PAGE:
Peace Education in Africa: An Introspective Case from Peace and Conflict Analysts

Authors

  • David Suaka Yaro Centre for Peace and Conflict Studies, University of Technology and Applied Sciences, CKT-UTAS, Navrongo, Ghana https://orcid.org/0009-0006-8220-1720
  • Felix Y.T. Longi Faculty of Social Sciences, UDS, Nyankpala, Ghana

DOI:

https://doi.org/10.51867/scimundi.3.1.4

Keywords:

Conflicts, Peace Education, Africa, conflicts, terrorism, peace education, xenophobia, sovereignty clause., Xenophobia

Abstract

This era in Africa represents a significant political shift, marked by the emergence of two major issues: xenophobia and terrorism, with the most lethal of these periods being the latter one against the backdrop of World War II, when Hitler masterminded a campaign fueled by xenophobia and terrorism, specifically directed at German Jews, which contributed greatly to the outbreak of conflicts. During the Cold War era, which followed World War II, the world witnessed a tensed ideological struggle between the East and the West. Both sides engaged in global actions driven by mutual xenophobia and resorting to terrorist tactics against each other, resulting in catastrophic consequences such as the loss of human lives, financial hardships, and widespread material destruction. Africa endured severe economic damage and rebellion during this tumultuous period. In the early 1990s, the dissolution of the Union of Soviet Socialist Republics (USSR), driven by Gorbachev's actions, raised hopes for global peace. However, instead of lasting tranquility, as the economic, ideological, and political conflicts between the East and West came to an end, a new chapter emerged, marked by communal, ethnic, and clan disputes. With the previous tensions receding, different communities and groups now found themselves vying for influence and asserting their identities, leading to fresh challenges and complexities on the global stage. Within this vacuum, xenophobia and terrorism found fertile ground in Africa, replacing the earlier damage caused by the rivalry between the East and West. Presently, Africa finds itself at the epicenter of precarious ethnic conflicts, on the brink of devastation and hindering progress towards stability in various areas, such as industry, society, the economy, and education. This article aims to offer a concise and logical understanding of the impact of xenophobia and terrorism on peace in Africa and the international community. It explores potential ways to promote peace in Africa through ongoing peace education with the help of facts and academic discussions. The approach used is qualitative, and the document analysis method was used to obtain and analyze the data.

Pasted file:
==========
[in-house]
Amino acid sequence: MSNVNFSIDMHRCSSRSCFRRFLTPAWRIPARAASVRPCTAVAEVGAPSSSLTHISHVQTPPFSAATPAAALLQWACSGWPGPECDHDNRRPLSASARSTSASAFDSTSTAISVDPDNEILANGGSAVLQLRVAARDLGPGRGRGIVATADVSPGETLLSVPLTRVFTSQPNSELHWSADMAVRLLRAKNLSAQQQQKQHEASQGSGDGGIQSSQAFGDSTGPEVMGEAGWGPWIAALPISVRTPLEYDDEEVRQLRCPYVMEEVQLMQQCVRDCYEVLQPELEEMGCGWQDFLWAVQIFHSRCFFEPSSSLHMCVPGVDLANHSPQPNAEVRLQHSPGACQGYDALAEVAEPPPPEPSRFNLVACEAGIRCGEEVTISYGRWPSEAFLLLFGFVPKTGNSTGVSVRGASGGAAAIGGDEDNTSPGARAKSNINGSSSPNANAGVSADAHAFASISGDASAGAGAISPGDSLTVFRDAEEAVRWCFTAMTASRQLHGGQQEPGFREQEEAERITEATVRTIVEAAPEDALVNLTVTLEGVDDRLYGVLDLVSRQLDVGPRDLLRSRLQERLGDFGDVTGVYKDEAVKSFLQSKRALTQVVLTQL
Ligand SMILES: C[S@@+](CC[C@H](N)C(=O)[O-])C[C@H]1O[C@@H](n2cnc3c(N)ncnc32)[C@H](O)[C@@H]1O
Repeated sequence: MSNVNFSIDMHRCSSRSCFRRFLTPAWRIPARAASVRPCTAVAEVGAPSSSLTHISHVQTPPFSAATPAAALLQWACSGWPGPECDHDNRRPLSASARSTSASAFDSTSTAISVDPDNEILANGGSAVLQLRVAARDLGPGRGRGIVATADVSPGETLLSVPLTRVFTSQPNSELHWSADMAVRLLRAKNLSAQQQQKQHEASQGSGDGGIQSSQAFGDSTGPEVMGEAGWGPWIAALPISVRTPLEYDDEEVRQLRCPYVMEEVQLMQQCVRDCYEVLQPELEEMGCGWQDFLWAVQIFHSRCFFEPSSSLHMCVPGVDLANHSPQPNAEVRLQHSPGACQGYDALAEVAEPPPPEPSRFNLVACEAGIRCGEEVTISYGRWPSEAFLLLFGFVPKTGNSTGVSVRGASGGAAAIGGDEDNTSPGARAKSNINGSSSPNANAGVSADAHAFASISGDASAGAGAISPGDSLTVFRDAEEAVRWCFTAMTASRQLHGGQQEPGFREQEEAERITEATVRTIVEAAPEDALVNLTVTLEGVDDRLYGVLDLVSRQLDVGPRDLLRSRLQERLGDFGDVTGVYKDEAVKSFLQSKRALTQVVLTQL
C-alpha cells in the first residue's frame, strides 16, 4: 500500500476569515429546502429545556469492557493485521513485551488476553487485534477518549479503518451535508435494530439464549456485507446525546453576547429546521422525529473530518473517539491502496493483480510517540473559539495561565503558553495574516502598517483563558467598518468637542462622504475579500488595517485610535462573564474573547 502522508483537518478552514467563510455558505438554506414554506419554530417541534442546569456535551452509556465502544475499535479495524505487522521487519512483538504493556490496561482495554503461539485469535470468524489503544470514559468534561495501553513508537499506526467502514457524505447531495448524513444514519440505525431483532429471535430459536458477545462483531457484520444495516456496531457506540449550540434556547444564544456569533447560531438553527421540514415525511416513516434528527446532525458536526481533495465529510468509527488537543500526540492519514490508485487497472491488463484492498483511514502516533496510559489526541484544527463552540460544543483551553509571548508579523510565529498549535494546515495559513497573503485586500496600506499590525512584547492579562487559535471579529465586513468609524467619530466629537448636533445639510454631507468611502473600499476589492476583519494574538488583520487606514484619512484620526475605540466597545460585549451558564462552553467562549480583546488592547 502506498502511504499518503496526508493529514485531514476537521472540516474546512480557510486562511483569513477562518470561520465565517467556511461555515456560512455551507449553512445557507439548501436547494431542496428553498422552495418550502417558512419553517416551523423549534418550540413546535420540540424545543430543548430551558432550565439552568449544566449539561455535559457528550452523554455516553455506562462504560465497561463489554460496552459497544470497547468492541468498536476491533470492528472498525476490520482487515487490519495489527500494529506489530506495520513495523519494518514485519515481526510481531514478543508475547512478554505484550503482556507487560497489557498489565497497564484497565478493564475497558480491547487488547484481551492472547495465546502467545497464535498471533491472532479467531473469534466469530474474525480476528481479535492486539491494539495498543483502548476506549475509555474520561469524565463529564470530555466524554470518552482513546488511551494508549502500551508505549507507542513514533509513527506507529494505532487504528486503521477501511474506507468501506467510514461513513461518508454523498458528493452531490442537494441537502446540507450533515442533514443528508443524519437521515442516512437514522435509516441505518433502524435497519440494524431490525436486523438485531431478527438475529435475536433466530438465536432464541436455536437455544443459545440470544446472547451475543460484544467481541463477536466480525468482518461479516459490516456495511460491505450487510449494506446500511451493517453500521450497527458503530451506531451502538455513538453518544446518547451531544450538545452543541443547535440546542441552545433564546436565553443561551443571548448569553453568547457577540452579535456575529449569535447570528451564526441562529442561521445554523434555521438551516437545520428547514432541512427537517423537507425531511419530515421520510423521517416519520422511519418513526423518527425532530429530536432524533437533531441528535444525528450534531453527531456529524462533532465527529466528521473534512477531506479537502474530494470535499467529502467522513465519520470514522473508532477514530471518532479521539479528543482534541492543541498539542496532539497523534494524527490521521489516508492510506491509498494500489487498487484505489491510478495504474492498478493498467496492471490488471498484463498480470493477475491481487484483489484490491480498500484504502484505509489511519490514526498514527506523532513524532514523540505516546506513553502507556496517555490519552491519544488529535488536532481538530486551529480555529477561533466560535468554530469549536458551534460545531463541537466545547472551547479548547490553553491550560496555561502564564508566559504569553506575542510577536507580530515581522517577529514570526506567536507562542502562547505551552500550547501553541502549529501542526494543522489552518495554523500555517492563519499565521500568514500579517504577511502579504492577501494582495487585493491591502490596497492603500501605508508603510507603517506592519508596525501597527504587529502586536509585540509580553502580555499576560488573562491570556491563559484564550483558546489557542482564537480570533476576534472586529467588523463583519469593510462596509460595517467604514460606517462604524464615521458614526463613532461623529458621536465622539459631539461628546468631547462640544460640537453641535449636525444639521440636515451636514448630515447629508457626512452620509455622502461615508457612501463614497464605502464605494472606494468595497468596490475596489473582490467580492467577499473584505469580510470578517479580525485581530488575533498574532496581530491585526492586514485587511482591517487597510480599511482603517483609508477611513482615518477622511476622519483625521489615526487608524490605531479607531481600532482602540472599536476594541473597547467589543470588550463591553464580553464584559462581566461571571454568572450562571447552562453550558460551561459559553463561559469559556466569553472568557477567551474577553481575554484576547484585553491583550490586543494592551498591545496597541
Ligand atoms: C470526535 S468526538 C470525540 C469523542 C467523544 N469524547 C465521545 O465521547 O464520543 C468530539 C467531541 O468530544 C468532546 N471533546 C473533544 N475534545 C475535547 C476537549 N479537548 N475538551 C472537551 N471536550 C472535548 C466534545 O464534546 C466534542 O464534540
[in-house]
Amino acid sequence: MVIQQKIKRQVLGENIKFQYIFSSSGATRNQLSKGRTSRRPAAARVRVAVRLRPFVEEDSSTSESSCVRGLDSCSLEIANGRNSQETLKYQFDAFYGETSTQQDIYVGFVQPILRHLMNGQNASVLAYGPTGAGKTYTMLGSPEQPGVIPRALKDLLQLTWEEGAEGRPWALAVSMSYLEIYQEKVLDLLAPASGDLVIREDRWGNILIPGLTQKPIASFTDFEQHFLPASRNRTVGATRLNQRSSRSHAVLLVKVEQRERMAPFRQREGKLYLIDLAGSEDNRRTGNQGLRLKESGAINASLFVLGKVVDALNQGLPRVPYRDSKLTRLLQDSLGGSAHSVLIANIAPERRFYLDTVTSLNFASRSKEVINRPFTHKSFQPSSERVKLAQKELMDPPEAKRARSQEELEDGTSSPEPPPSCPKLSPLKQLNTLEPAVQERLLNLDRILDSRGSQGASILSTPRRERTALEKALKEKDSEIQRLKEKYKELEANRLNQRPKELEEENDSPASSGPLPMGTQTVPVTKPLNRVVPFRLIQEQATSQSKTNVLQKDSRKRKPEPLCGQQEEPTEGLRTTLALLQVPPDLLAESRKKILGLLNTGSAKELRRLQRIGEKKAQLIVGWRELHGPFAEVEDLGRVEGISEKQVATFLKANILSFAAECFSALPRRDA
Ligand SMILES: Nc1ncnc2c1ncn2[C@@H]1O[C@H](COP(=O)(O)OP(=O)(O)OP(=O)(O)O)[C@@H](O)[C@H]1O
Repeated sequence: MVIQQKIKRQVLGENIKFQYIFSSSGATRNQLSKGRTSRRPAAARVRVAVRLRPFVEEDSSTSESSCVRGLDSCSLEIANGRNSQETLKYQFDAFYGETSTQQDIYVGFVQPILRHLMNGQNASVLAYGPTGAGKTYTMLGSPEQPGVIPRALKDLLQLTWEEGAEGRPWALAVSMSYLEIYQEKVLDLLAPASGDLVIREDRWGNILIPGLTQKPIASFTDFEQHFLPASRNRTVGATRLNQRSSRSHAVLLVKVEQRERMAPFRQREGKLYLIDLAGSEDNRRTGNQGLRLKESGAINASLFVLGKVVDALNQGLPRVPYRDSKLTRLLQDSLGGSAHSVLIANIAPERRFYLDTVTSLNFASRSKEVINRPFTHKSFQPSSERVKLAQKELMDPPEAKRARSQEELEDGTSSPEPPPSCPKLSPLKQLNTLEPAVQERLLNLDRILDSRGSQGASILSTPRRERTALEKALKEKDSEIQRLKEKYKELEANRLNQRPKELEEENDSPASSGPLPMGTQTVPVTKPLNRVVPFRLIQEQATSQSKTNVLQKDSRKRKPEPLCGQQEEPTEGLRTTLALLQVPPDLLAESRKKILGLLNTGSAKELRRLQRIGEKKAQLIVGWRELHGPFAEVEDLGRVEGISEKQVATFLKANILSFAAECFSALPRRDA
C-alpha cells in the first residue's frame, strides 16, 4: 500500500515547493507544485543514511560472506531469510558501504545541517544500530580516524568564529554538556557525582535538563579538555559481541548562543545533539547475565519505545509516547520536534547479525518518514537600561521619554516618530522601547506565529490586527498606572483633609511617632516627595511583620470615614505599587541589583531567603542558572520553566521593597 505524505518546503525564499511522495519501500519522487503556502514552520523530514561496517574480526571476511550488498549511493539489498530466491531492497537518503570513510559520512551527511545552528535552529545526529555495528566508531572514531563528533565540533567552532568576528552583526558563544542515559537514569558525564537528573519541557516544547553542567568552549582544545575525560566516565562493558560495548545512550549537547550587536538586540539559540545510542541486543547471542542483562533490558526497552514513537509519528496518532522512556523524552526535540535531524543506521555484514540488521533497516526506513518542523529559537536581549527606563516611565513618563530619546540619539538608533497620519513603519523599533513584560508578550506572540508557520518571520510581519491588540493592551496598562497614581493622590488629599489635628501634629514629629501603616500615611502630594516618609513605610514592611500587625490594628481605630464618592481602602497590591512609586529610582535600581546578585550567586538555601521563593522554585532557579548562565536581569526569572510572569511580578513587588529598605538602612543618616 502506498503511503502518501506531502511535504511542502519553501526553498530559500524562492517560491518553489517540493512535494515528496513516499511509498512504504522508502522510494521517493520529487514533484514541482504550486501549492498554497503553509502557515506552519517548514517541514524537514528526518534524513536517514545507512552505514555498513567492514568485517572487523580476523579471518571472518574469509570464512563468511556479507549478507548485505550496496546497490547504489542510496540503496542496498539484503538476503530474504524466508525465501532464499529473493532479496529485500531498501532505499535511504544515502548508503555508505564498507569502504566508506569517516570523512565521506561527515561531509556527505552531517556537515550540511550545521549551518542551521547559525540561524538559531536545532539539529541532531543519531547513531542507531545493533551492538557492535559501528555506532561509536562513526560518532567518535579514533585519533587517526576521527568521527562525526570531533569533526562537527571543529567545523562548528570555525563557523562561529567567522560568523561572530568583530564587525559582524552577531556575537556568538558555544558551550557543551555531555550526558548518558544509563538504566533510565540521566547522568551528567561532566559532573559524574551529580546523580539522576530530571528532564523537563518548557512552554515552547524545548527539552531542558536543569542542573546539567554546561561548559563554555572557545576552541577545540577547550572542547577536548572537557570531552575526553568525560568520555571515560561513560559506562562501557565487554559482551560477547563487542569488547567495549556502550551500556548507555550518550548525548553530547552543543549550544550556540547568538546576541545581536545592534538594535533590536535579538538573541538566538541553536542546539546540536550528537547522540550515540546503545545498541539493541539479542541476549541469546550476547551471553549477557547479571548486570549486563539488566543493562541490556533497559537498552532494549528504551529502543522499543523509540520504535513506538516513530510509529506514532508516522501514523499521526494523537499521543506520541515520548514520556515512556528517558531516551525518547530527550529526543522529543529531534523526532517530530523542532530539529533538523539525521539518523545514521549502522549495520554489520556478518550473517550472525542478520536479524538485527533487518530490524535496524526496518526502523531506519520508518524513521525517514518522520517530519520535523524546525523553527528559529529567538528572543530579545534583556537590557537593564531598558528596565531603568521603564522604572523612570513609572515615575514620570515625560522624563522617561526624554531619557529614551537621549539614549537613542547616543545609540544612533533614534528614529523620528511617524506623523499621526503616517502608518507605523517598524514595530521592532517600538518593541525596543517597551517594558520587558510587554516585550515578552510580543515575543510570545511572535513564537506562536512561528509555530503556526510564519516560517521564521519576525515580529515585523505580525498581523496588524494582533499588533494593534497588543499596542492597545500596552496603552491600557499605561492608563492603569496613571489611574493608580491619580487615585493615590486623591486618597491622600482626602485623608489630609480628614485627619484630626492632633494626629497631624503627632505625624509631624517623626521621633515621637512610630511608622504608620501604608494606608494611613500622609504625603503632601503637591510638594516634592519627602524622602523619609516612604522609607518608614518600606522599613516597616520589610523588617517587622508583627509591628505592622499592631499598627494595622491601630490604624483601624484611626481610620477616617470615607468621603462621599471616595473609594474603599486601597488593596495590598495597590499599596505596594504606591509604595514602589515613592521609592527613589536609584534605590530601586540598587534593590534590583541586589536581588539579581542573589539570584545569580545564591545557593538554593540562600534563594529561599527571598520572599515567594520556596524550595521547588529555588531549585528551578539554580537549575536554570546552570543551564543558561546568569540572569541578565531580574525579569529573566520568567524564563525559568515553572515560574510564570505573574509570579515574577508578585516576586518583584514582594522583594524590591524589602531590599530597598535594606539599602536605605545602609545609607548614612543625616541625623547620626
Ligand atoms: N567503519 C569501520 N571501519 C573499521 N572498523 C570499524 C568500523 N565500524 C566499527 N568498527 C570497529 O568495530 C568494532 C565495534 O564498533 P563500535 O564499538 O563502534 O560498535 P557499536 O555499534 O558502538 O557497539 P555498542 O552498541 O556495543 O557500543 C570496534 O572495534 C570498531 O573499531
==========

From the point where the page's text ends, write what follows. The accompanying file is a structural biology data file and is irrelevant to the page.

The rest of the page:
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Published

2023-09-18

How to Cite

Yaro, D. S., & Longi, F. Y. (2023). Peace Education in Africa: An Introspective Case from Peace and Conflict Analysts. SCIENCE MUNDI, 3(1), 36–42. https://doi.org/10.51867/scimundi.3.1.4

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